Tackling one’s first winter in sobriety can be a difficult ambition to see through. The winter months can bring a number of new hurdles and complications that can compromise one’s hard-earned sobriety, and navigating this time can be challenging for those who may not have gone through the winter season with their newfound sober outlook before. However, while it can present new challenges, preparing for the season can help each individual successfully navigate its changes while continuing to prioritize one’s progress in recovery and sober goals.
The Challenges of the Winter Months
Winter is a time of change. Dropping temperatures, dwindling amounts of daylight, and even the changing of clocks can all throw off the routine one established during the warmer months of the year.
Lack of sufficient daylight can lead to the onset of seasonal affective disorder (SAD) in some individuals. Sad presents feelings of depression, lethargy, and a compromised sense of self-worth that can affect one’s motivation and ability to cope with the stresses of urges, cravings, and other trials of addiction recovery.
Colder temperatures can also carry their own trials, compromising one’s ability to go outside or engage in regular outdoor activities. Those who utilize the outdoors as an outlet for coping with stresses can find this time of year to be exceptionally difficult, as sports clubs may be closed, pools are covered up, and the cold can make it difficult to go on jogs or hiking trips.
While these are all phenomenal recovery outlets, the winter can make their consistent implementation challenging, leaving an individual feeling as if they are stuck inside and bound by walls rather than able to freely utilize their proven stress relief strategies.
Due to these compromised strategies, boredom can become a very real threat. Boredom can leave an individual with a wealth of free time and few practical ideas of how to spend it. For those still navigating their recovery and maintaining sober practices, urges and thoughts of one’s past use may still be embedded as a way to pass this dead time, increasing the chances of relapse.
Getting in Routine
Preparing for the challenges presented by the winter months means incorporating one’s plans early in the year. Establishing routines, such as morning alarms, morning hygiene routines, and creating a stable meal schedule are all essential skills that can help an individual retain a sense of consistency through all months of the year.
Regular alarms that remain consistent regardless of the time of sunrise coupled with effective meals help ensure that an individual is getting enough rest and keeping a healthy schedule while dealing with the changes presented by the winter months in a structured environment. This helps alleviate some of the stress, preventing an individual from getting overwhelmed by the sudden changes.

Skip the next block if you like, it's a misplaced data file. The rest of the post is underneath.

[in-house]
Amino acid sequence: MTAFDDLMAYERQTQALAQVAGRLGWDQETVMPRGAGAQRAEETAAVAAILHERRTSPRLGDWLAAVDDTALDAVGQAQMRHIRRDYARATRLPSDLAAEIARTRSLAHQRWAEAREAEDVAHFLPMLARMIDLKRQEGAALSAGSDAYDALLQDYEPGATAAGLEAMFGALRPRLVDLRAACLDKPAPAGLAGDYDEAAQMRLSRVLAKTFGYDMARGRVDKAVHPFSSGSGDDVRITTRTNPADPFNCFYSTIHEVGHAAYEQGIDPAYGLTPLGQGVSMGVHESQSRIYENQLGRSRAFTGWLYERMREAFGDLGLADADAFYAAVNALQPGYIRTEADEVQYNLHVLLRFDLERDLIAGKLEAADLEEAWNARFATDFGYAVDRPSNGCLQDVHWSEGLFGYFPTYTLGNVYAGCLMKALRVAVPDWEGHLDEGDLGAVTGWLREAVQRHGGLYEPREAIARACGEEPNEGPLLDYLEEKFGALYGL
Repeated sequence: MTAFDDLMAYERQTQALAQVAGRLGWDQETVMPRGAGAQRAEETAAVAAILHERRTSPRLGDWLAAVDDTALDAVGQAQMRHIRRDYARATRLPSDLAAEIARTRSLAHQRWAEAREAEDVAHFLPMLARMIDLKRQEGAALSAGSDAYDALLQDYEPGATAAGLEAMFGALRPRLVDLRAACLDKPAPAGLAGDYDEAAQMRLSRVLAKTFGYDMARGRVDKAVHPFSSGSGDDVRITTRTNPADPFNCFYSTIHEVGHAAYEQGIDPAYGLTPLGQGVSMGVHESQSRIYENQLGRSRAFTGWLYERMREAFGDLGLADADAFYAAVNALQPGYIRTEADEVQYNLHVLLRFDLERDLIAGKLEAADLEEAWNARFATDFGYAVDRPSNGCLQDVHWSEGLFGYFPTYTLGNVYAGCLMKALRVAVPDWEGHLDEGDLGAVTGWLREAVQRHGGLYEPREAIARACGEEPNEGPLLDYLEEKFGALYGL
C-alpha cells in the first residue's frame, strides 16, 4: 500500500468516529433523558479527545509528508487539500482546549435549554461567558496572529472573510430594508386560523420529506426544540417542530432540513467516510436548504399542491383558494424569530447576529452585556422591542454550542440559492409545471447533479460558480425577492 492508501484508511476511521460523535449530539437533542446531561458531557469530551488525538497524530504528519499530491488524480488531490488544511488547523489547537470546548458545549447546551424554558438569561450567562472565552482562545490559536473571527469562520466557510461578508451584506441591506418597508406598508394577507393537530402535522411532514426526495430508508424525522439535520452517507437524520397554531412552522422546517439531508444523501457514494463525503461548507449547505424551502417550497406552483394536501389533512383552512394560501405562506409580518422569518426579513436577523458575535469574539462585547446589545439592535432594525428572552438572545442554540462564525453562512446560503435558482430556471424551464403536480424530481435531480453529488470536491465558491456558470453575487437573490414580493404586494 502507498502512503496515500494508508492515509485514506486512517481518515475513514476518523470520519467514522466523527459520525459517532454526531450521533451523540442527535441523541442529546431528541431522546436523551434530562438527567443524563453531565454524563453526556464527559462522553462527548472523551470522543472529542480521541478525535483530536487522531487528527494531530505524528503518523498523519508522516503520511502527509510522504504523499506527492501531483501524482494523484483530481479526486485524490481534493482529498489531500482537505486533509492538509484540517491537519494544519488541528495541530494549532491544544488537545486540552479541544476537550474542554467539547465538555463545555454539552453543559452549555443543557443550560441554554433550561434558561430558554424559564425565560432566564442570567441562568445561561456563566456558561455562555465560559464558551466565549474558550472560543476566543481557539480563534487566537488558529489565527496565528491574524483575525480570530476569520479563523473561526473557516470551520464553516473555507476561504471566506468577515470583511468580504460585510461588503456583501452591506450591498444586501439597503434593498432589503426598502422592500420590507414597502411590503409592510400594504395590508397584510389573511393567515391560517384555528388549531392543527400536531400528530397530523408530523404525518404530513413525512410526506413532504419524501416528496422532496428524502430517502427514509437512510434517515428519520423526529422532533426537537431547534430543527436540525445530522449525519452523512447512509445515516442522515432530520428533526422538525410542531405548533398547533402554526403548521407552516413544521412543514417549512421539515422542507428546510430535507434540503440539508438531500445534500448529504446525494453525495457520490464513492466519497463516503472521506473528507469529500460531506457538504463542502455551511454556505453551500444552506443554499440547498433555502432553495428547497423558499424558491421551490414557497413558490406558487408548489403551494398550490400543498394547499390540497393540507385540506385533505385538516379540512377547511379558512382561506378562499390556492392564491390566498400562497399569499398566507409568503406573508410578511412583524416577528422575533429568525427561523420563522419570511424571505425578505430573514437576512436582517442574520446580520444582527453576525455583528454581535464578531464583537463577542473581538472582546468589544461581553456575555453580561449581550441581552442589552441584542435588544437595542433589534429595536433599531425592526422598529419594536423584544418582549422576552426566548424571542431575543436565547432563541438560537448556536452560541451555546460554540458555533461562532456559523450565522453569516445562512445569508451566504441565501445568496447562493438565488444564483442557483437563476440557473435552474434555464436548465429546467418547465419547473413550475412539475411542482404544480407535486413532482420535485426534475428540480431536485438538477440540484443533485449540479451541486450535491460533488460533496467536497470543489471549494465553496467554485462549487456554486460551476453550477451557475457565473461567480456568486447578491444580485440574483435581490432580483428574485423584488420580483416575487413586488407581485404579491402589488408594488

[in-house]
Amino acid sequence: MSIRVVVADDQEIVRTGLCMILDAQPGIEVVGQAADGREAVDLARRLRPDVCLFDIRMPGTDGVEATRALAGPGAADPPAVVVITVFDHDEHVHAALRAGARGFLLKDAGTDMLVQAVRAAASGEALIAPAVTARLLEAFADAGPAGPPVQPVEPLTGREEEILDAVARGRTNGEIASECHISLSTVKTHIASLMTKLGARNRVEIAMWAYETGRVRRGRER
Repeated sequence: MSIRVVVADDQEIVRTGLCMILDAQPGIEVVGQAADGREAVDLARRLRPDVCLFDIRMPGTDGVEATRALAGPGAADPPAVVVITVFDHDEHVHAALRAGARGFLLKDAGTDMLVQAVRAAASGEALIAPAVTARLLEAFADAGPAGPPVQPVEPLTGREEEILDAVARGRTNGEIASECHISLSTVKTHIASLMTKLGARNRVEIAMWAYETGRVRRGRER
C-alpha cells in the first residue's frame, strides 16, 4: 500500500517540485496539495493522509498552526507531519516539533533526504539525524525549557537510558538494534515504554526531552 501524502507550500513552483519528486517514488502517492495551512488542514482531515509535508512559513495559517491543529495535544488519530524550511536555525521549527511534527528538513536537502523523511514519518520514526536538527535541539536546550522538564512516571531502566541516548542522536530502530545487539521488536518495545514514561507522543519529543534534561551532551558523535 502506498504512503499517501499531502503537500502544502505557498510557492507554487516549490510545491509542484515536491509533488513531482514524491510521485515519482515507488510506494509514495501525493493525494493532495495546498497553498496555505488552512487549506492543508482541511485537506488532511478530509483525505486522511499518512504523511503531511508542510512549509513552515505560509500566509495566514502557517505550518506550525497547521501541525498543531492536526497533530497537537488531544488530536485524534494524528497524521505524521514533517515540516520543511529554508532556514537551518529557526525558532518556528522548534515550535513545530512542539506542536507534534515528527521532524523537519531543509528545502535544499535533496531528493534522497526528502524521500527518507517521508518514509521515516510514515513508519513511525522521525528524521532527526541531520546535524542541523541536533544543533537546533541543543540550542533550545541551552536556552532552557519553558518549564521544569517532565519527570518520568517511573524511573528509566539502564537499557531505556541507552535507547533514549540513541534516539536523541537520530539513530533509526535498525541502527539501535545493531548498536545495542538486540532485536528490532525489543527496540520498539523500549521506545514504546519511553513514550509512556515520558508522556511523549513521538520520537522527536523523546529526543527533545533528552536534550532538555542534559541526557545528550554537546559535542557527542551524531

Practice Keeping Connected
Keeping in touch with friends, peers, and supports is crucial at all stages of recovery, and their role is not mitigated at any point in the year. However, the winter months can make getting together with friends more difficult due to the limited activities and daylight. Finding ways to keep connected in person or through other mediums is crucial, such as regular texts, calls, or e-mail.
Having new hobbies associated with the changing times that can accommodate the season is paramount. Meeting with friends for an indoor board game night instead of the regular pick-up basketball may be a drastic change from what one is used to.
The function of keeping connected with others and maintaining essential relationships remains the same. Incorporating movie nights on the weekend or choosing to get together to hang out on a phone call or video call rather than meet up in person as temperatures may be non-permitting can all be great ways to keep connected and establish new norms to keep one’s relationships nurtured year-round.
Knowing the possible hurdles of the winter months can help each individual prepare for their annual inevitability. However, navigating this time of year for the first time after graduating from a treatment program can present unique hurdles for each individual.
Maintaining mindfulness practices and attending outpatient therapy while monitoring any changes one feels in themselves is still essential. Working with trusted supports and professionals can help each individual further personalize their strategies for coping with the winter months.
Journaling one’s feelings, having open and honest meetings and taking time to rehearse regular mindfulness practices are still a core part of one’s recovery and practices that may be even more important while navigating this time of year for the first time.
Winter can be an extraordinarily difficult time as the seasons, and one’s regular routines change, and there can be a plethora of considerations to cope with these changes. At Everlast Recovery Centers, we understand the unique challenges presented by the changing seasons and are ready to help you navigate your health and sobriety during the winter months, all while coping with the effects of seasonal affective disorder (SAD) or other challenges presented. We offer a personalized approach to your recovery, offering art and music therapies, yoga, mindfulness practices, and more. Our therapeutic practices are backed with a homey atmosphere to help you detach from daily stresses in a comfortable environment while exploring your unique journey and vulnerabilities on your path to a healthy future. For more information on how we can personalize your time with us, or to speak to a caring, trained staff member, call Everlast Recovery Centers today at (866) 338-6925.